What Republican Congress Likely Means for Capital Markets Policy
Throughout autumn, legislative staff have had their eyes on what would happen the first Tuesday of November. Would control change in the Senate? If so, how much? Would that change the agenda in the House, or at least the way legislation has been approached over the past year?
We’ve been asking these questions in nearly every congressional office we’ve visited since September, be they in the Senate or the House, Republican or Democrat. From those queries and in light of Tuesday’s midterm election results, we’ve made some predictions on what to expect in the Congress ahead.
First on the personnel side, leadership elections for committees and subcommittees will occur on Wednesday, 12 November, with the Republicans taking two to three seats from current Democratic members. There was some early talk about Financial Services Committee (FSC) Chair Jeb Hensarling (R-Texas) challenging John Boehner (R-Ohio) for the House Speaker’s gavel. While those utterings fell by the wayside, there remains a question as to whether Scott Garrett (R-NJ) will continue to chair the Capital Markets and Government Sponsored Enterprises subcommittee of the House FSC. Many see that happening, though it would require that Rep. Garrett receive an exemption from party term limits that would normally require him to hand over the reins of the subcommittee. If that weren’t to happen, however, it would start a musical chairs-type shuffle in the committee, with current Housing and Insurance Subcommittee Chair Rep. Randy Neugebauer, a republican from Abilene, Texas, moving to chair Capital Markets and someone filling his seat on Housing and Insurance.
Evolving Legislative Agenda
On the agenda side, from what we can tell, the focus in the House and the Financial Services Committee will remain substantially unchanged. One obvious point of interest is mortgage market reform, given the work the subcommittee and Chairman Hensarling put into the issue over the past two years. Known as the PATH Act, the legislation passed in the committee on a party-line vote, only to fail on the House floor, largely because most Republican members, while nominally supportive, saw the risks of registering a vote on the floor as too high for a proposal that didn’t stand a chance of passing the Senate. In this scenario, PATH likely will get reintroduced early in the new Congress, and await what the Senate might do on the matter.
Beyond PATH, there were a number of small, technical issues introduced and passed on a bi-partisan basis late in the last Congress. These will likely receive reintroduction as a package early in the new Congress in an attempt to convey a willingness and ability of both sides to govern.
What isn’t expected is a wholesale gutting of Dodd-Frank. On the one hand, the shifting and changing that a complete re-do on financial market regulation would entail would create more problems than benefits for the industry. Moreover, much of the bill remains seen as needed on both sides of the aisle. That isn’t to say that there won’t be significant efforts to change the bill. Remember that it passed on a purely partisan basis in 2010 with no Republican support. Much of that antagonism is directed toward the Consumer Financial Protection Bureau, and specifically at its lack of congressional oversight due to its statutory funding source — Federal Reserve profits. Other partisan targets may include, to a lesser degree, resolution authority for failed big banks and the imposition of Basel capital requirements on small banks.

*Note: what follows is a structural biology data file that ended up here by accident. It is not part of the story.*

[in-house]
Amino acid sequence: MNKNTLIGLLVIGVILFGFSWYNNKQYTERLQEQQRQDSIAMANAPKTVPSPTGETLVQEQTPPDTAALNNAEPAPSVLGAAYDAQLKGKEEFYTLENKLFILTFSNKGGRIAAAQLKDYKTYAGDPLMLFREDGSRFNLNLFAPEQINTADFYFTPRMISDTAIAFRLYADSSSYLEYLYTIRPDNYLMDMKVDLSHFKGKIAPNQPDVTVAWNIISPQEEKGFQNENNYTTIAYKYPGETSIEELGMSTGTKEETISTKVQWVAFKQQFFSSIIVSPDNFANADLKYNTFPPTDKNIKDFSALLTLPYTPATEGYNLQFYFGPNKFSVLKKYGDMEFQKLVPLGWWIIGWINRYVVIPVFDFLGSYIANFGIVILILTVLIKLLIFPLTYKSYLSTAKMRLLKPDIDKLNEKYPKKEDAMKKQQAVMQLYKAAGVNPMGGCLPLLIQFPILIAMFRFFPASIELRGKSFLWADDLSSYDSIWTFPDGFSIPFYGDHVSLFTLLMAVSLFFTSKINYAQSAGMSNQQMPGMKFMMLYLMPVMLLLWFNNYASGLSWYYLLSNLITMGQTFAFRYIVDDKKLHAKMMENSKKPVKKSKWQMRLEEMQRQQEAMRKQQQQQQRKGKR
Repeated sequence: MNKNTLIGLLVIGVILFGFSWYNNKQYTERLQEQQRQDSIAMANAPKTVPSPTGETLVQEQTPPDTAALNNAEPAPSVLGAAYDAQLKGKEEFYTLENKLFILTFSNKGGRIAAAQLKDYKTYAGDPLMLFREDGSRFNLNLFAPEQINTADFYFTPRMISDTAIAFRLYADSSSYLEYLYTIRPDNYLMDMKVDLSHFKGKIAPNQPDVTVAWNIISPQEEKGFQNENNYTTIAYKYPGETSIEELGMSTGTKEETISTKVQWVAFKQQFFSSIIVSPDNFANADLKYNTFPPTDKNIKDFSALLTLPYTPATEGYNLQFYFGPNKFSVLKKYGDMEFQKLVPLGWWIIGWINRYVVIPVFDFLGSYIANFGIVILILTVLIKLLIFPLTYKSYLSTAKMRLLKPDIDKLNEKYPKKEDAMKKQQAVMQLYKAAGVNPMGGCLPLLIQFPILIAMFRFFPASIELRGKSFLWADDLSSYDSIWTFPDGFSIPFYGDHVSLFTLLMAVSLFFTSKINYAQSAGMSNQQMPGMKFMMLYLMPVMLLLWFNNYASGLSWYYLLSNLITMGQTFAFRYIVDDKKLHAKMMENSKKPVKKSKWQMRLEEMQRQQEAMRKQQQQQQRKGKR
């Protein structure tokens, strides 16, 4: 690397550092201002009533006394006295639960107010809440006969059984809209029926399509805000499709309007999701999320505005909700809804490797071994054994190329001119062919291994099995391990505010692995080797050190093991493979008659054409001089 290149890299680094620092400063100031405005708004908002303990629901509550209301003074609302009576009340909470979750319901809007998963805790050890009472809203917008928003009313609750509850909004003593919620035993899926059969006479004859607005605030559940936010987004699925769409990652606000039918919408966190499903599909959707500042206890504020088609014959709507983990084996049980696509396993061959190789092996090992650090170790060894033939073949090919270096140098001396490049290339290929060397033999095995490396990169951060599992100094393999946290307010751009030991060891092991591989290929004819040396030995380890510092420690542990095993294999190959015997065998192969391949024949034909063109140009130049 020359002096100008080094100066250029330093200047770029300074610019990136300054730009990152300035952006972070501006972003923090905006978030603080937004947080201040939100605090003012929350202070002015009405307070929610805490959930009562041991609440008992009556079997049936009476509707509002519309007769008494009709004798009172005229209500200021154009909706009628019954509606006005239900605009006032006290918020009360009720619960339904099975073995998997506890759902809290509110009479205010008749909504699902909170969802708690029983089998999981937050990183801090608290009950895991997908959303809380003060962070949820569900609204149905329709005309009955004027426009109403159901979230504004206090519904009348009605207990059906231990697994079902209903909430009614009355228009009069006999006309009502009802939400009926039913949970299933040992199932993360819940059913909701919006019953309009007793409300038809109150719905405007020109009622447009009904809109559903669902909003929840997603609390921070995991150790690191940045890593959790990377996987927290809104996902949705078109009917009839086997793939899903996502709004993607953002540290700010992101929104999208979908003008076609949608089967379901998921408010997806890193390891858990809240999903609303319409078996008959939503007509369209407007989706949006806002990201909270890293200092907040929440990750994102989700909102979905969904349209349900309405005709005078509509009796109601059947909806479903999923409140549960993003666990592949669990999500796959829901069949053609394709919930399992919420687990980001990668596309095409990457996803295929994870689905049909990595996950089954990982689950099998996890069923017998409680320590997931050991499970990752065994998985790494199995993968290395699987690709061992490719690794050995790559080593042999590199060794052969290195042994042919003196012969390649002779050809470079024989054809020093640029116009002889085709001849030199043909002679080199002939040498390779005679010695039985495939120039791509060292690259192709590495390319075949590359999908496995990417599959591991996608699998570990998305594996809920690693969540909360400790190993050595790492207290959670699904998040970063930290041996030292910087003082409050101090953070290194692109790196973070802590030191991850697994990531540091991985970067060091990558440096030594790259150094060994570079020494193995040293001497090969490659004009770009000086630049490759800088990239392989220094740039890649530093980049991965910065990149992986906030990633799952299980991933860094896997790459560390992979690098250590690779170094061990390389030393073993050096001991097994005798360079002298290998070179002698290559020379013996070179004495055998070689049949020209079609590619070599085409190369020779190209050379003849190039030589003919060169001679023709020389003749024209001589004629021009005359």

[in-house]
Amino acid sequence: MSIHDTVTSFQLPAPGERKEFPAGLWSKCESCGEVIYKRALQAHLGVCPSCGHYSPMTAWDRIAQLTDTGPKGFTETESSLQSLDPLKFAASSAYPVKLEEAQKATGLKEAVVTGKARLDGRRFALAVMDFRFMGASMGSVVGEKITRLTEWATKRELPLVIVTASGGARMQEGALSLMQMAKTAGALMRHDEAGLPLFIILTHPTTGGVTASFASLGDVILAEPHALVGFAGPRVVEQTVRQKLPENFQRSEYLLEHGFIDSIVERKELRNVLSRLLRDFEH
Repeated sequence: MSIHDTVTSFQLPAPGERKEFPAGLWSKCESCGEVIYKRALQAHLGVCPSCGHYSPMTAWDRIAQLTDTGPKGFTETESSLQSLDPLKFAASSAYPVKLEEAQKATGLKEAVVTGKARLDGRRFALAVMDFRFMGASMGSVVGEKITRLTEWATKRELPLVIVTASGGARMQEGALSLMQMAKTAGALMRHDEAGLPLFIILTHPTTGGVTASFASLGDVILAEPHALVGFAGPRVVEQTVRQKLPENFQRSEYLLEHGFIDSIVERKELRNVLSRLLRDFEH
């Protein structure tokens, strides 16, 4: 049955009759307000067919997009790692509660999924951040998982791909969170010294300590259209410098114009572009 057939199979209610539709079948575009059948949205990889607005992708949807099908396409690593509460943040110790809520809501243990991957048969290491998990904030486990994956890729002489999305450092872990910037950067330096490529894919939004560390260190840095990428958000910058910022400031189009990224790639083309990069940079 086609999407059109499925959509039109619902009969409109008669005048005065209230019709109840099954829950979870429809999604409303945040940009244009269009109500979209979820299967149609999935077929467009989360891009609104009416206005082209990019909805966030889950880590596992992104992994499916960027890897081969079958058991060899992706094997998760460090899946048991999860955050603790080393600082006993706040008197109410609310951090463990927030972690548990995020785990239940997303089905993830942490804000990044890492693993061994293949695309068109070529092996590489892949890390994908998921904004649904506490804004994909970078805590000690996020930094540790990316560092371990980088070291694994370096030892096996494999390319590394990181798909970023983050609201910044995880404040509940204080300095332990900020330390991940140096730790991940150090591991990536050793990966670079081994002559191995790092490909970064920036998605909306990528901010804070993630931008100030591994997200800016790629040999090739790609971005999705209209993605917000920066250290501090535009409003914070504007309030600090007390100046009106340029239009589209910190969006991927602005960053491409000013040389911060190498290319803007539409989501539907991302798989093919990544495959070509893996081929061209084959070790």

Market structure issues will retain their high-profile status, in part because they are that rarest of issue that defies traditional partisan lines. Most of the focus to date has been on equity markets, though increasingly attention is being shifted toward the corporate and municipal debt markets. Members on both sides of the aisle generally agree that such matters are best left to the Securities and Exchange Commission (SEC), though Rep. Mike Grimm (R-NY), who is not on the committee, introduced legislation this past year to deal with these matters. SEC Commissioner Daniel M. Gallagher is seen as another supporter of a legislative route to market structure reform. It would certainly be a boon for market structure lawyers.
It is in the Senate, though, where the biggest changes will come as a consequence of the midterm elections. The Republicans took control here as they did in the House in the 2010 elections. Their current four-seat majority (one race hasn’t been called, another will go to a run-off election in December, and a third is likely to go to a recount) won’t be enough for the majority party to survive any cloture votes — votes to end debate on legislation, thus foregoing the possibility of a filibuster — but it would enable them to set the agenda through chairmanship of the various committees. Sen. Richard Shelby (R-AL) is expected to resume his chairmanship of the Senate Banking Committee; he was chairman before the Republicans lost control of the Senate in 2006. Shelby is seen as supporting reform for Fannie Mae and Freddie Mac as a way to end the current status quo, though his community bank focus could make bigger banks targets of committee legislation. On the Democrats’ side, current Banking Committee Chair Sen. Tim Johnson (D-SD) is retiring from the Senate. That leaves Sen. Sherrod Brown of Ohio as his likely replacement at the head of the committee. Sen. Brown was not a supporter of the Johnson-Crapo mortgage reform package from the last Congress, and few appear to know what he wants in the way of mortgage market reform, or even if he wants it at all. What we have gleaned from our meetings with the senator’s staff is that there is an interest in the structural issues related to big banks.
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